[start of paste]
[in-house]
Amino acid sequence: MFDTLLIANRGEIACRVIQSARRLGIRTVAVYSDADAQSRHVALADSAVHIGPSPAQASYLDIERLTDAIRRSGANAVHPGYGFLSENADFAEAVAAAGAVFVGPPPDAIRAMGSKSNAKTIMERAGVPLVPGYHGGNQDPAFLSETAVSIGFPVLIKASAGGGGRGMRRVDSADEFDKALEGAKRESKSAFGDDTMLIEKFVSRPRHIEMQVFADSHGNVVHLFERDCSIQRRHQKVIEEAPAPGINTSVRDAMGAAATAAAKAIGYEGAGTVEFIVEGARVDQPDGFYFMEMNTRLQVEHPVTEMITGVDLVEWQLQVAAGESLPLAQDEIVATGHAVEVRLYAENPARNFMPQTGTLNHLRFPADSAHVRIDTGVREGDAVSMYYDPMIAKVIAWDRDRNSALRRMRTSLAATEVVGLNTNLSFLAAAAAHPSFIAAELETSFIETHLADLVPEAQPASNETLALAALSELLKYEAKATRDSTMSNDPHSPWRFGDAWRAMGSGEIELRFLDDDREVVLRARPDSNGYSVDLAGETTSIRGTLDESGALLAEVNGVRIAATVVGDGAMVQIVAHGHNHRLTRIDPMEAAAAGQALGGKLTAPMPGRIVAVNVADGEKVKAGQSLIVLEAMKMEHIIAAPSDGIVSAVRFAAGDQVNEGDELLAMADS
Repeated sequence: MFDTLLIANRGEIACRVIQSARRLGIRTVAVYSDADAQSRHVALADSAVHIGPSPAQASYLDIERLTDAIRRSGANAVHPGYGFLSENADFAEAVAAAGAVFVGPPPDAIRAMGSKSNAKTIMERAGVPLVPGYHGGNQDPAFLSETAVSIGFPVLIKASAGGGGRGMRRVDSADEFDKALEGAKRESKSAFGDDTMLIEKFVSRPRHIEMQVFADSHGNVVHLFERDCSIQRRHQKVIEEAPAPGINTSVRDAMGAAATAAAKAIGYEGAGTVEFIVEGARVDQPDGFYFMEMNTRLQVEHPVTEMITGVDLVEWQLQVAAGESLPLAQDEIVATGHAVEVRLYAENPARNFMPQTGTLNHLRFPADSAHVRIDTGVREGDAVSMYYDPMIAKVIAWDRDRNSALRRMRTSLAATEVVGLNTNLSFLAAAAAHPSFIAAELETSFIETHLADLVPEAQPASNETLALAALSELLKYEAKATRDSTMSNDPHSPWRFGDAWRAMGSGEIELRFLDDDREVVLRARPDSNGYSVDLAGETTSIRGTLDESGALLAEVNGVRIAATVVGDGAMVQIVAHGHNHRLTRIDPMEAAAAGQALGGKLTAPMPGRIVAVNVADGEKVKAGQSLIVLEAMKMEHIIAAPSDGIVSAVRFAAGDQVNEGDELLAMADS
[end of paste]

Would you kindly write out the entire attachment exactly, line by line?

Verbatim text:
[in-house]
Amino acid sequence: MFDTLLIANRGEIACRVIQSARRLGIRTVAVYSDADAQSRHVALADSAVHIGPSPAQASYLDIERLTDAIRRSGANAVHPGYGFLSENADFAEAVAAAGAVFVGPPPDAIRAMGSKSNAKTIMERAGVPLVPGYHGGNQDPAFLSETAVSIGFPVLIKASAGGGGRGMRRVDSADEFDKALEGAKRESKSAFGDDTMLIEKFVSRPRHIEMQVFADSHGNVVHLFERDCSIQRRHQKVIEEAPAPGINTSVRDAMGAAATAAAKAIGYEGAGTVEFIVEGARVDQPDGFYFMEMNTRLQVEHPVTEMITGVDLVEWQLQVAAGESLPLAQDEIVATGHAVEVRLYAENPARNFMPQTGTLNHLRFPADSAHVRIDTGVREGDAVSMYYDPMIAKVIAWDRDRNSALRRMRTSLAATEVVGLNTNLSFLAAAAAHPSFIAAELETSFIETHLADLVPEAQPASNETLALAALSELLKYEAKATRDSTMSNDPHSPWRFGDAWRAMGSGEIELRFLDDDREVVLRARPDSNGYSVDLAGETTSIRGTLDESGALLAEVNGVRIAATVVGDGAMVQIVAHGHNHRLTRIDPMEAAAAGQALGGKLTAPMPGRIVAVNVADGEKVKAGQSLIVLEAMKMEHIIAAPSDGIVSAVRFAAGDQVNEGDELLAMADS
Repeated sequence: MFDTLLIANRGEIACRVIQSARRLGIRTVAVYSDADAQSRHVALADSAVHIGPSPAQASYLDIERLTDAIRRSGANAVHPGYGFLSENADFAEAVAAAGAVFVGPPPDAIRAMGSKSNAKTIMERAGVPLVPGYHGGNQDPAFLSETAVSIGFPVLIKASAGGGGRGMRRVDSADEFDKALEGAKRESKSAFGDDTMLIEKFVSRPRHIEMQVFADSHGNVVHLFERDCSIQRRHQKVIEEAPAPGINTSVRDAMGAAATAAAKAIGYEGAGTVEFIVEGARVDQPDGFYFMEMNTRLQVEHPVTEMITGVDLVEWQLQVAAGESLPLAQDEIVATGHAVEVRLYAENPARNFMPQTGTLNHLRFPADSAHVRIDTGVREGDAVSMYYDPMIAKVIAWDRDRNSALRRMRTSLAATEVVGLNTNLSFLAAAAAHPSFIAAELETSFIETHLADLVPEAQPASNETLALAALSELLKYEAKATRDSTMSNDPHSPWRFGDAWRAMGSGEIELRFLDDDREVVLRARPDSNGYSVDLAGETTSIRGTLDESGALLAEVNGVRIAATVVGDGAMVQIVAHGHNHRLTRIDPMEAAAAGQALGGKLTAPMPGRIVAVNVADGEKVKAGQSLIVLEAMKMEHIIAAPSDGIVSAVRFAAGDQVNEGDELLAMADS